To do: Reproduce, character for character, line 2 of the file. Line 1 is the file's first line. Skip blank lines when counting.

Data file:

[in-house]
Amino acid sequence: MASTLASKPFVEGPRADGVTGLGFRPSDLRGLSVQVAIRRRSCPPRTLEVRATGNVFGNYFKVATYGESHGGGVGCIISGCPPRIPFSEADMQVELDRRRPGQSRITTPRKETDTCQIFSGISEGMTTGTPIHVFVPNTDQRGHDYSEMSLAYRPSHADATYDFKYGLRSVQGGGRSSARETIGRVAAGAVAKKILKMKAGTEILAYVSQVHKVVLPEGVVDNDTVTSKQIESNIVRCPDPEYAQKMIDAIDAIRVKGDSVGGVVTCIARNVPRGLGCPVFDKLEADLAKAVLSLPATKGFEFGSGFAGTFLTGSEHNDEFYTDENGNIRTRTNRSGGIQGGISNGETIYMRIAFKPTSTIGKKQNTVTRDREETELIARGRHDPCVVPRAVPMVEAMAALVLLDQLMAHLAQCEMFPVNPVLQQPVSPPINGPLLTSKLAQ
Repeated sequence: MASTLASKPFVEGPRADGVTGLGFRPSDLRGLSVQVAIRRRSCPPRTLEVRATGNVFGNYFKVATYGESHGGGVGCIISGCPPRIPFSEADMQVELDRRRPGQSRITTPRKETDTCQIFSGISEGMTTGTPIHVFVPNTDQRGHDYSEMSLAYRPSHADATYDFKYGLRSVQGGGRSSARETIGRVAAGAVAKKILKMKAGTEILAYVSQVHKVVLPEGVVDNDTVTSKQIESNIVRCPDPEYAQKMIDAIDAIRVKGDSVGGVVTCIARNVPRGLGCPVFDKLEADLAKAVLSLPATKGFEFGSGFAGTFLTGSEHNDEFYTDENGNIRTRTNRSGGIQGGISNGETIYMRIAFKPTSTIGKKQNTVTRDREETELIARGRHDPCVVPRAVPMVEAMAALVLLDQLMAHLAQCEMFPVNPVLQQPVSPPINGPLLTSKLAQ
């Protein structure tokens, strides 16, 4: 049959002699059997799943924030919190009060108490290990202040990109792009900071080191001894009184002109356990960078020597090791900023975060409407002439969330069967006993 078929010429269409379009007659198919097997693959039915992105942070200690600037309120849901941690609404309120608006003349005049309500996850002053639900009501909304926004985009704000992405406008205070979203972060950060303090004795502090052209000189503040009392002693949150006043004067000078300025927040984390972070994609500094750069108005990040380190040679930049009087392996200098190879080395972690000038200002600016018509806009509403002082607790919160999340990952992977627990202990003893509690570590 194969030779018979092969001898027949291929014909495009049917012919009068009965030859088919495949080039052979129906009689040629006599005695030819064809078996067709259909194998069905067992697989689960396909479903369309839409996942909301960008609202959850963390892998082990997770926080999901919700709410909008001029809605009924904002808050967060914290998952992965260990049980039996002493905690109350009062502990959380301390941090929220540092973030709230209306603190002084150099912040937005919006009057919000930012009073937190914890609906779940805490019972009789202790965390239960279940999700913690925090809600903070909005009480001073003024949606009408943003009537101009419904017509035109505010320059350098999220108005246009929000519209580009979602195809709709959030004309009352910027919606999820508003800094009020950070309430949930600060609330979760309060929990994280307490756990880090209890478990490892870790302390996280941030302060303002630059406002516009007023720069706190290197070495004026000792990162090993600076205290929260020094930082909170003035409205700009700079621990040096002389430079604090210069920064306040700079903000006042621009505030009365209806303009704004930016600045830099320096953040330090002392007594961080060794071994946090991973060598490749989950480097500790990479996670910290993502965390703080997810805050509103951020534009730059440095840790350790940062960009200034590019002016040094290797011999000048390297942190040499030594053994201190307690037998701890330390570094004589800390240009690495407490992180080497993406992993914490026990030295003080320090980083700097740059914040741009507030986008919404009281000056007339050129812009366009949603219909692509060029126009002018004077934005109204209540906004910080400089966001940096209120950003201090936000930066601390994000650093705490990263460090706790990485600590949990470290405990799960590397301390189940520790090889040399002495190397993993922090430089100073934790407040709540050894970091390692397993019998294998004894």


Amino acid sequence: MASTLASKPFVEGPRADGVTGLGFRPSDLRGLSVQVAIRRRSCPPRTLEVRATGNVFGNYFKVATYGESHGGGVGCIISGCPPRIPFSEADMQVELDRRRPGQSRITTPRKETDTCQIFSGISEGMTTGTPIHVFVPNTDQRGHDYSEMSLAYRPSHADATYDFKYGLRSVQGGGRSSARETIGRVAAGAVAKKILKMKAGTEILAYVSQVHKVVLPEGVVDNDTVTSKQIESNIVRCPDPEYAQKMIDAIDAIRVKGDSVGGVVTCIARNVPRGLGCPVFDKLEADLAKAVLSLPATKGFEFGSGFAGTFLTGSEHNDEFYTDENGNIRTRTNRSGGIQGGISNGETIYMRIAFKPTSTIGKKQNTVTRDREETELIARGRHDPCVVPRAVPMVEAMAALVLLDQLMAHLAQCEMFPVNPVLQQPVSPPINGPLLTSKLAQ